Monday, March 3, 2014

365 Days with God - Day 73: God's Fairness

I'm giving myself a challenge. Read the Bible each day for a whole year, following the ESV Study Guide 1-year plan. Each day, I will post whatever God has revealed to me in His Word, and how it is changing me. A friend of mine once said that nothing has changed her life as much as reading the bible each day - and I'm excited for how this will change me. Join me on an adventure into the heart of God - and day by day, we can learn more about who He is and what that means to us!

- Andy Catts

Day 73, March 3, 2014
Readings: Psalm 73, Exodus 19, Ezra 9, Romans 9:1-29

One of the most common, if not the most common reason that people refuse to believe in God is this:

"Why would a good God allow xyz to happen? If he's like that, then I just can't believe in him."

I'm going to tell you, I don't know. There are many things in this world that I don't understand, and the why behind many atrocities is one of them.

What I do know, is that this reasoning to not believe in God is the height of arrogance. On the surface it might not seem like it. It might seem like an honest question. We don't understand tragedy. We want a peaceful, joyful world where everything goes right. But our world is anything but peaceful.

If we are unwilling to believe that God exists (or that he is who he says he is) because he doesn't conform to our image of what we think God should be like...then we're refusing to believe in him because he doesn't live up to our standards. We're claiming that we know better than God. That he made the wrong decision. If we were in charge, we wouldn't have made that mistake.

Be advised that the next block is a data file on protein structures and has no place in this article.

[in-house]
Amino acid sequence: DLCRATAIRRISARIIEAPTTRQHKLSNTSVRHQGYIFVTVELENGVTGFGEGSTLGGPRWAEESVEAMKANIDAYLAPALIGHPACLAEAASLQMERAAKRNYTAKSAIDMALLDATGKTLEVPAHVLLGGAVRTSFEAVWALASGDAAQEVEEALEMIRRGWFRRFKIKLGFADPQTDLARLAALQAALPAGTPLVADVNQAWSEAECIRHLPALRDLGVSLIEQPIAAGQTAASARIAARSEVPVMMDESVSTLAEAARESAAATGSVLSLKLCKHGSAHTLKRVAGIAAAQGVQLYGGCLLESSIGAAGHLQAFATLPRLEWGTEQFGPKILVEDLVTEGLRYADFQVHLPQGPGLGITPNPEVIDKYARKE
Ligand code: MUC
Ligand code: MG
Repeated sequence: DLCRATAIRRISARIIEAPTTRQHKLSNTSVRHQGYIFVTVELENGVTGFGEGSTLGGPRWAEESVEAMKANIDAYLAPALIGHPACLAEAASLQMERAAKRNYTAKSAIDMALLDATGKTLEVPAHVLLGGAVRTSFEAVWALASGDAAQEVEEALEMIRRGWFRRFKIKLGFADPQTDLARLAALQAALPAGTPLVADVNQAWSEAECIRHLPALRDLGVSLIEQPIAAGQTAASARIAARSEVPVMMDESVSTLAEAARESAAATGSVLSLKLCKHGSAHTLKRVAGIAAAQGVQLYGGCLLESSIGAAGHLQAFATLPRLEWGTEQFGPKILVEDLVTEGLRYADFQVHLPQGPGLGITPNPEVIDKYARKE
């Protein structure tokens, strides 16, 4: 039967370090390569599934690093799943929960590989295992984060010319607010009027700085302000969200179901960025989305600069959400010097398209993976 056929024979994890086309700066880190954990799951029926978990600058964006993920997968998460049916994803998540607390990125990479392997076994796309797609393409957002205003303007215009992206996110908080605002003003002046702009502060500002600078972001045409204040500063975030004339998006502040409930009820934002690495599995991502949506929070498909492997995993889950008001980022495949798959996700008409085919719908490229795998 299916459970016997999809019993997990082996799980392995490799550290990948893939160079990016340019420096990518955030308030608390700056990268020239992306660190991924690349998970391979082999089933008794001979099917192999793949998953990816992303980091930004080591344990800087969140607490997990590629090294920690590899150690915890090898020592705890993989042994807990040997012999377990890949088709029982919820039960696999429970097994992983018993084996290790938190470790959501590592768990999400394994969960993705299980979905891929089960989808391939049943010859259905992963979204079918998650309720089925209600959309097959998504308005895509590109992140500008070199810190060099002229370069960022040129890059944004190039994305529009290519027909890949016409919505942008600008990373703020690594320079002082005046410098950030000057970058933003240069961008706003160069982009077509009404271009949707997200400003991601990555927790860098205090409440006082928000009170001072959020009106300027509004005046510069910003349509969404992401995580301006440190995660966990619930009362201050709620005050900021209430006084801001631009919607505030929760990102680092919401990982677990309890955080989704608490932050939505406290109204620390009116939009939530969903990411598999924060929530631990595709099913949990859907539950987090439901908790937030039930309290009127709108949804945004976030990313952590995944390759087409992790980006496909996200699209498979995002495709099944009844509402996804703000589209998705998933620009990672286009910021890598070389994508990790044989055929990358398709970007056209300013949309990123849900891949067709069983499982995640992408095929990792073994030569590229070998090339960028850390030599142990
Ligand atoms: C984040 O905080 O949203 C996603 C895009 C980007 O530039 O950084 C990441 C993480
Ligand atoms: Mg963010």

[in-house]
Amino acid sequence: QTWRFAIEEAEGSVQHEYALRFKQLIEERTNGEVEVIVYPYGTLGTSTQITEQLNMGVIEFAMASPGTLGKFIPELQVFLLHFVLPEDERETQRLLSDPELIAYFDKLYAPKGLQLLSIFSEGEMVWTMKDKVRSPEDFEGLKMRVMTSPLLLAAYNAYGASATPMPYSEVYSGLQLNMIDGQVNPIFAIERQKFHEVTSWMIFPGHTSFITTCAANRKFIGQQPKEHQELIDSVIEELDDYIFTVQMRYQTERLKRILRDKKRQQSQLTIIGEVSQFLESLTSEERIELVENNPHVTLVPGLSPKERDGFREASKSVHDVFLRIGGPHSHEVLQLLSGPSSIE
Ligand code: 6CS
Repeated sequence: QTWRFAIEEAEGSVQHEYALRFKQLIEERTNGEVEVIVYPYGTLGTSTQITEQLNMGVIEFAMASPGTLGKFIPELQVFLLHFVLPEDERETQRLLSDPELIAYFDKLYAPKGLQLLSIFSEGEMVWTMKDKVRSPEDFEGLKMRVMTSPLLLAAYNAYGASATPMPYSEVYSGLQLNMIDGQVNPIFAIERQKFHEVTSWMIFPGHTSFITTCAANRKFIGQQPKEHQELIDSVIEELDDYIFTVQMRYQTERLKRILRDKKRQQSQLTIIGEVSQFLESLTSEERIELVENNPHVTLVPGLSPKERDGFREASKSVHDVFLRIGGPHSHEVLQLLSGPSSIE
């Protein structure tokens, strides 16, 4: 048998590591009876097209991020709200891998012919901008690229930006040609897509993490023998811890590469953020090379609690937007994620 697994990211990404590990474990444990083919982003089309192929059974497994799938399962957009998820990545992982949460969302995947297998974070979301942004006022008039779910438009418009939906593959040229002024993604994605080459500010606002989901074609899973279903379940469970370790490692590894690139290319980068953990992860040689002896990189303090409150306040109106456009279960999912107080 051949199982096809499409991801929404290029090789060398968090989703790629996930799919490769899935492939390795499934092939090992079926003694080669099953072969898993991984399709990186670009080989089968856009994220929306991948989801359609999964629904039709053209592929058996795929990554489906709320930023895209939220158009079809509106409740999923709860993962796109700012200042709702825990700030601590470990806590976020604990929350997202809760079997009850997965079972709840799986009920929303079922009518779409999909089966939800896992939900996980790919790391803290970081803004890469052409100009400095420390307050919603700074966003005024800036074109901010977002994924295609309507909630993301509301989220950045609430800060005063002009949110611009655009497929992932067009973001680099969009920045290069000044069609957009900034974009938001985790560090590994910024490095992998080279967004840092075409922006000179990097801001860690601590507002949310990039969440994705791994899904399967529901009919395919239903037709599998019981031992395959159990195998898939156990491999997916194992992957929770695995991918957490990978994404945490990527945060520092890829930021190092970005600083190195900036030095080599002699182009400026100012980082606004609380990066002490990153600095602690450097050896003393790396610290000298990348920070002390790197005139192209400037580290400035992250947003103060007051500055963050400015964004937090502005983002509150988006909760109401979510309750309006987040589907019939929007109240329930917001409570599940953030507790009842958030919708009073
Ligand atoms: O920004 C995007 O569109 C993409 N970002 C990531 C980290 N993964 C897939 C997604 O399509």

Would you want God's job? Do you really think you could do better? Think about all that it would entail. Think about the unraveling and twisting and turning of the lives of 7 billion people. Do you think you could even begin to do that job?

Only an infinite, all knowing God, transcendent of time, could hope to take on such a task. He didn't ask you to judge his decisions. He didn't ask your opinion. He is God. What right do I have to question him? Paul describes it this way:

Who are you, O man, to answer back to God? Will what is molded say to it's molder, "Why have you made me like this?" Has the potter no right over the clay, to make out of the same lump one vessel for honorable use and another for dishonorable use? (Romans 9:20-21)

What right do I have? I have none. And some may say this is blind obedience, this is foolishness, this is madness. But I would ask - what answer do you have for this world? How do you explain it? I choose to believe in a God who desires a relationship with me. Who gave up everything for me. Who left no stone unturned in his search for my soul. A God that knows more than me. That sees more than I can see. Who is so beyond my comprehension that I cannot hope to understand him. What I do know, is that he loves me. And that is enough.

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